French soldiers fought for the freedom of Mali (Le Drian)

(B2) What is currently happening in Mali, with increasingly acrimonious relations between the military junta, on the one hand, and France, Europeans and also West Africans, on the other, calls into question . A question that was on the agenda of the gymnich, the informal meeting of foreign ministers, in Brest this Friday (January 14).

French Minister Jean-Yves Le Drian responds to B2 on Mali (photo: EBS / B2)

The evolution in Mali disappointing?

We were able to question Jean-Yves Le Drian at the end of the meeting to find out if he was " disappointed of the evolution of the situation on the spot. A subject he knows in all its depth. The current French Minister of Foreign Affairs was indeed in charge of Defense, under the presidency of François Hollande (to whom he was close), when Operation Serval (in 2013) was launched. He went several times to Mali and met several times with its successive leaders.

NB: We have chosen to reproduce the entire answer (with just a few interceptions for ease of reading).

French soldiers who died for a free Mali

« Yes, it was in January 2013, I have a perfect memory of this late afternoon where we started the operations, of Damien Boiteux, [the first French soldier] who died so that Mali could live free ". And there were other French soldiers who fell afterwards, as evidenced by " the monument to the dead that I initiated in the garden of the French Embassy in Bamako. We fought for the freedom of Malians. And we're still here, to fight terrorism and those who want to infringe on this freedom.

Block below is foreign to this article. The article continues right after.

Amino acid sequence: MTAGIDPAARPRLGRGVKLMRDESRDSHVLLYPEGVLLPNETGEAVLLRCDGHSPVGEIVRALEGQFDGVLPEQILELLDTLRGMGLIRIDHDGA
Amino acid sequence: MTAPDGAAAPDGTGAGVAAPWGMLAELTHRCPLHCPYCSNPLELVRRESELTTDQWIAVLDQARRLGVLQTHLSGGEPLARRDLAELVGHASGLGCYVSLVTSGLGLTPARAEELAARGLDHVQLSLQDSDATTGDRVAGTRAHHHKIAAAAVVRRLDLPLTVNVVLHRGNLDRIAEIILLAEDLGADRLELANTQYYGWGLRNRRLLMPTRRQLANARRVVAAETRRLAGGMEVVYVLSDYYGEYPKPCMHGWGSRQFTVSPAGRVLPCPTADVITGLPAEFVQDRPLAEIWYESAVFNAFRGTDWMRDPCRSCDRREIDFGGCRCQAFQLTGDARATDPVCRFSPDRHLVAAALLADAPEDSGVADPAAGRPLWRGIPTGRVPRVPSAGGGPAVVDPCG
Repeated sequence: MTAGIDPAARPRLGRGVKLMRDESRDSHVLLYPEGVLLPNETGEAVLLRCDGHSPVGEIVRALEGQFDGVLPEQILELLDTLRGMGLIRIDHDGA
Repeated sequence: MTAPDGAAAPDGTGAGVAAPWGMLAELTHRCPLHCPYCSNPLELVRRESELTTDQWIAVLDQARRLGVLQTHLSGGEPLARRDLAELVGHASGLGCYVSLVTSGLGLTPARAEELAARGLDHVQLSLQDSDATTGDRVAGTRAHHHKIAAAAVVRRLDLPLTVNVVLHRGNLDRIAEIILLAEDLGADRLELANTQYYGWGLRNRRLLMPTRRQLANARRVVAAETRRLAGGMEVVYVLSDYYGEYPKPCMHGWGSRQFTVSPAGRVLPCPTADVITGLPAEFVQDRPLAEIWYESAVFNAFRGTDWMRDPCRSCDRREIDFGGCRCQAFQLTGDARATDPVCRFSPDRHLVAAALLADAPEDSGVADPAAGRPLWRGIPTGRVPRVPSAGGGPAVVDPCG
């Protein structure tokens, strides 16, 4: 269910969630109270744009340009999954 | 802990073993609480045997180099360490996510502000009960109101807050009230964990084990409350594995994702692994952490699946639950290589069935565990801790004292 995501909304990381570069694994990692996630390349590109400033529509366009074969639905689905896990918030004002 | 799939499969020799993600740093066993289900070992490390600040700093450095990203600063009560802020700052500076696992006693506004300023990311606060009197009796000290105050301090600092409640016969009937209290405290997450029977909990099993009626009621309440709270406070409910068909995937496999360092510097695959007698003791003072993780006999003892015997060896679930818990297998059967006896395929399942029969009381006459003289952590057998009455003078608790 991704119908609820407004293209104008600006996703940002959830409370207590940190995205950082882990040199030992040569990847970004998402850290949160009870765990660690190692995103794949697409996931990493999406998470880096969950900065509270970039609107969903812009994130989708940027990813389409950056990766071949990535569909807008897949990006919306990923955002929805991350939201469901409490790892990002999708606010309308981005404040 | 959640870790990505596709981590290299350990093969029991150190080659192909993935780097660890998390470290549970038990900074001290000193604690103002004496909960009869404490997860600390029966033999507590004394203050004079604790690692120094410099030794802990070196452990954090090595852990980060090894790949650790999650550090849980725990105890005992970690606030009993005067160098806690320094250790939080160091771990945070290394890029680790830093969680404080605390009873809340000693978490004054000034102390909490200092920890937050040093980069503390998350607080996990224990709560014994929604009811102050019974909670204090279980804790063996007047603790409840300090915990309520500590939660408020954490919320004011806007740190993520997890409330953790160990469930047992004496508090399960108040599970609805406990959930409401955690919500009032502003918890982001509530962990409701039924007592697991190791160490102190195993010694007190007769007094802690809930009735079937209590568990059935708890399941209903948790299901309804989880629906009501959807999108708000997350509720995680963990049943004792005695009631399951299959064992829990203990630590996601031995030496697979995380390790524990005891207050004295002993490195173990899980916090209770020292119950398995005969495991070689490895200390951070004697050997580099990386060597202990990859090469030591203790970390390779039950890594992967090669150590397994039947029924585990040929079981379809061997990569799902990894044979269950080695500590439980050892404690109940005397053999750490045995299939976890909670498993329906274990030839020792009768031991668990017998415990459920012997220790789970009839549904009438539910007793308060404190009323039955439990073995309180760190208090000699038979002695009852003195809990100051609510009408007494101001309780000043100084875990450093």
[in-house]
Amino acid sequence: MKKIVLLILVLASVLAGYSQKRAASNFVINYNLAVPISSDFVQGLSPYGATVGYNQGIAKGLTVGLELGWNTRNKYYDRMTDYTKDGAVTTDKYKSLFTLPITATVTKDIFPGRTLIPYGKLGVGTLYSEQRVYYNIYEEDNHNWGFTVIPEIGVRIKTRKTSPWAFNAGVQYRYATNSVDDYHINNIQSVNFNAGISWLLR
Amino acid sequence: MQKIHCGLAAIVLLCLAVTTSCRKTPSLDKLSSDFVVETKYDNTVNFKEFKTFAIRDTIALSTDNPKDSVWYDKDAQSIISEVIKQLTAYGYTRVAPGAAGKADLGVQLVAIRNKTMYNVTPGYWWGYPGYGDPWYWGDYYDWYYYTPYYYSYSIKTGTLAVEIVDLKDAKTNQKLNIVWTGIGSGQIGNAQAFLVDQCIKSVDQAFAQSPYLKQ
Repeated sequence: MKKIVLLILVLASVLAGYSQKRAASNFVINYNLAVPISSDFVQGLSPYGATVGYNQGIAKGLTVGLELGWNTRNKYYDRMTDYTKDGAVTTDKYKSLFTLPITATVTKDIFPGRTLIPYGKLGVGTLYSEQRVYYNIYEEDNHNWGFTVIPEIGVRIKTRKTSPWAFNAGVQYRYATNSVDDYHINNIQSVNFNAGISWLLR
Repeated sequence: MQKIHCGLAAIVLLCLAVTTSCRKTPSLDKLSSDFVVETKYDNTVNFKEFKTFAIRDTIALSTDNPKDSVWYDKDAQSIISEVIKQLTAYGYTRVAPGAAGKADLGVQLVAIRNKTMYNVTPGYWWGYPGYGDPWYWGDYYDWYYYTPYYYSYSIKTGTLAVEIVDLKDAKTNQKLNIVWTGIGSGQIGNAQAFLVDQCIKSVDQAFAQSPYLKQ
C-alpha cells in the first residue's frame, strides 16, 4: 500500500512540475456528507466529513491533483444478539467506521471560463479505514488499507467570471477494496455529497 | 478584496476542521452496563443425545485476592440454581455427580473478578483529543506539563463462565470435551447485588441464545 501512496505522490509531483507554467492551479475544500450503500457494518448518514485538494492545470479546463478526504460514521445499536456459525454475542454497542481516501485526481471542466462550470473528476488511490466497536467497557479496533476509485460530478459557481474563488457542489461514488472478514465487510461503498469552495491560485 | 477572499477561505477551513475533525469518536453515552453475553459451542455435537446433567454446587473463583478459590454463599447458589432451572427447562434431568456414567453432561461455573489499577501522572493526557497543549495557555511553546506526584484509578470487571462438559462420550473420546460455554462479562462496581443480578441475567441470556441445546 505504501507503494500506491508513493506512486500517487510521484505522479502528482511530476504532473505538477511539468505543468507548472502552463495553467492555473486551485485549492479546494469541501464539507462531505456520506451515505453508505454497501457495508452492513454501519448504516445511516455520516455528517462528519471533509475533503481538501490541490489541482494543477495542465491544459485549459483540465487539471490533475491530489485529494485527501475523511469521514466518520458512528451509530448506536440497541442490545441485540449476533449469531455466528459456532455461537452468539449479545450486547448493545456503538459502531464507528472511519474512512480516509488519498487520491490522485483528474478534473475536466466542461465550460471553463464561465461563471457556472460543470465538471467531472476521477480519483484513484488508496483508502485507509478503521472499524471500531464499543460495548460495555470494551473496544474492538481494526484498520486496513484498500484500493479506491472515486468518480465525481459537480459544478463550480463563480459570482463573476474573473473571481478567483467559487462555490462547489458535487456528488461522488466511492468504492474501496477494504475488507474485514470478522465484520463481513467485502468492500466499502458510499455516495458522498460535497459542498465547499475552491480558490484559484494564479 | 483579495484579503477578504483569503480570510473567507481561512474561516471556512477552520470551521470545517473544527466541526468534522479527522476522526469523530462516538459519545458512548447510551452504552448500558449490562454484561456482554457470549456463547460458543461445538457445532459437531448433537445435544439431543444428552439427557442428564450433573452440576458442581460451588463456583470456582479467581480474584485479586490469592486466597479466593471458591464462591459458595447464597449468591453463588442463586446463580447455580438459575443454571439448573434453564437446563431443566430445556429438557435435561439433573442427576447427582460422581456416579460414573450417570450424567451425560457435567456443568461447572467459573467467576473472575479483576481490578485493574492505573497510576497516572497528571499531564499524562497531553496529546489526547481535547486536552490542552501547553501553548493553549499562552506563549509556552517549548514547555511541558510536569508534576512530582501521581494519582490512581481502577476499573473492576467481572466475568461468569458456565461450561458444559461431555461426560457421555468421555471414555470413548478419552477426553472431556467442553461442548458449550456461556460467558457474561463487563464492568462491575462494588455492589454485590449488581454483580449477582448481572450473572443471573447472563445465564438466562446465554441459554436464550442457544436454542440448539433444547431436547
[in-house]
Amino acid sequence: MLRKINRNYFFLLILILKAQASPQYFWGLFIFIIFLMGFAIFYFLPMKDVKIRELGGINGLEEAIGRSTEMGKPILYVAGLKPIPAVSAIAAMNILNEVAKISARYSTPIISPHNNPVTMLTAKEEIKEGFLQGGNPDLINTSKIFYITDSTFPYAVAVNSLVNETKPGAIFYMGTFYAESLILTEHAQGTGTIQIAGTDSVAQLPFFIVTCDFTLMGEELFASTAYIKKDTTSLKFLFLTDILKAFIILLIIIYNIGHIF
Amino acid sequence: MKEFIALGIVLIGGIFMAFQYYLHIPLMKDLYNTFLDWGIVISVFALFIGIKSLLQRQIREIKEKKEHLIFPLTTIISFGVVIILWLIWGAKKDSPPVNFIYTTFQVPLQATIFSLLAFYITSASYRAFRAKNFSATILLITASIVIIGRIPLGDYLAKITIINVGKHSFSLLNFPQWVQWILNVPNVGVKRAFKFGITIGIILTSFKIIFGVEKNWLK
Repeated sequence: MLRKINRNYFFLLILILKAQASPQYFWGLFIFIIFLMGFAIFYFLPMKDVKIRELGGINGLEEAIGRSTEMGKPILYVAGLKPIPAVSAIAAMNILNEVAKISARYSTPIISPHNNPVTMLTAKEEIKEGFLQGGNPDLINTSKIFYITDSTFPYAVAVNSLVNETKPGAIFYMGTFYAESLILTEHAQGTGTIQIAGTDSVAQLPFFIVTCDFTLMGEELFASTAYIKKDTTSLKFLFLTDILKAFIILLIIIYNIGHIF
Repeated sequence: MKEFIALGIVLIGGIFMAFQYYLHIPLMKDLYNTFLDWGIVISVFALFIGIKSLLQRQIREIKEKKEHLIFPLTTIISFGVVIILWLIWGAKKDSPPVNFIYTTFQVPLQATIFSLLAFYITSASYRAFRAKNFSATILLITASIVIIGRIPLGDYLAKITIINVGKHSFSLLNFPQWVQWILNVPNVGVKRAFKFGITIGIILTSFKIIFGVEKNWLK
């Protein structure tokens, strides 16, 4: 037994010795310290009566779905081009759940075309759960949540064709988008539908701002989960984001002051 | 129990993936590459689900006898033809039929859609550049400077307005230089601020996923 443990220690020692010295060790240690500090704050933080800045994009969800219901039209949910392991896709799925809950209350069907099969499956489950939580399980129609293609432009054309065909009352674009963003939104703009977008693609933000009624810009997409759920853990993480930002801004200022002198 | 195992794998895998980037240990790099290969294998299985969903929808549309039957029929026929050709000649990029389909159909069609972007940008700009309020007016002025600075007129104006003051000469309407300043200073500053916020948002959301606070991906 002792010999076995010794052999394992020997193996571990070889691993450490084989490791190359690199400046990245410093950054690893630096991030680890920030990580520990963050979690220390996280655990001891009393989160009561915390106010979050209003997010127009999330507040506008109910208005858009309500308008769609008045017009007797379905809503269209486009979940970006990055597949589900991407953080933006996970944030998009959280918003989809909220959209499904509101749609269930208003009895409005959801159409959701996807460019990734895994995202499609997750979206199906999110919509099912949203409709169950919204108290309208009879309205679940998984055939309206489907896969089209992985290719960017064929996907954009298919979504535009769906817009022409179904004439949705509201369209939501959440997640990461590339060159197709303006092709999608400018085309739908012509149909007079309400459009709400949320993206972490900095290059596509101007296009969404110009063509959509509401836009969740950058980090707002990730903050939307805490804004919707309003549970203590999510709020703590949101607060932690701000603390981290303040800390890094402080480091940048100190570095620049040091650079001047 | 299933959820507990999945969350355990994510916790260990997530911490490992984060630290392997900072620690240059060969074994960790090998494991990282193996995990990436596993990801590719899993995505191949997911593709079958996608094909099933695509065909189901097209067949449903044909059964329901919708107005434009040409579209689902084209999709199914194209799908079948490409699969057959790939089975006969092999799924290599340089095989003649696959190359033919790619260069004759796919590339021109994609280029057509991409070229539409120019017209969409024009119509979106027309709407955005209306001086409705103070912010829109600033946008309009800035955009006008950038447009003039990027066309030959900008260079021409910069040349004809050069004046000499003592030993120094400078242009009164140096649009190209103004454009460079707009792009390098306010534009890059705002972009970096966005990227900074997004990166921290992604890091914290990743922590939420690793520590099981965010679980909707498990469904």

Fighting terrorism and forging a democratic path

Without the French soldiers, this country would have become an Islamic State, as was the project of Daesh in Rakka [Syria]. This intervention made it possible to avoid that and [also] to implement a democratic process. "As early as 2013, there has been" presidential and legislative elections which met after ».

A Malian failure on the Algiers agreements

« What didn't happen afterwards was the implementation of the Algiers agreements and the will to implement them. BUT the Algiers agreements are still there. What is missing is the will to implement them. " And the Minister to welcome the position taken by ECOWAS " courageous, which refers to the history and the own security of West African countries ". A sustained position at unanimity by all European countries.


Jean-Yves Le Drian would like to add a word on the protests in Bamako organized by the government to protest against African sanctions, and also against France. A demonstration in full contradiction, believes the minister. " The reason given by the junta for extending the [democratic] transition to a period of five years is for security reasons — “we cannot vote because we are not safe” —. I think if we're in situation of security to demonstrate, we must be in a situation of security to vote… ”

(Nicolas Gros-Verheyde)

Nicolas Gros Verheyde

Chief editor of the B2 site. Graduated in European law from the University of Paris I Pantheon Sorbonne and listener to the 65th session of the IHEDN (Institut des Hautes Etudes de la Défense Nationale. Journalist since 1989, founded B2 - Bruxelles2 in 2008. EU/NATO correspondent in Brussels for Sud-Ouest (previously West-France and France-Soir).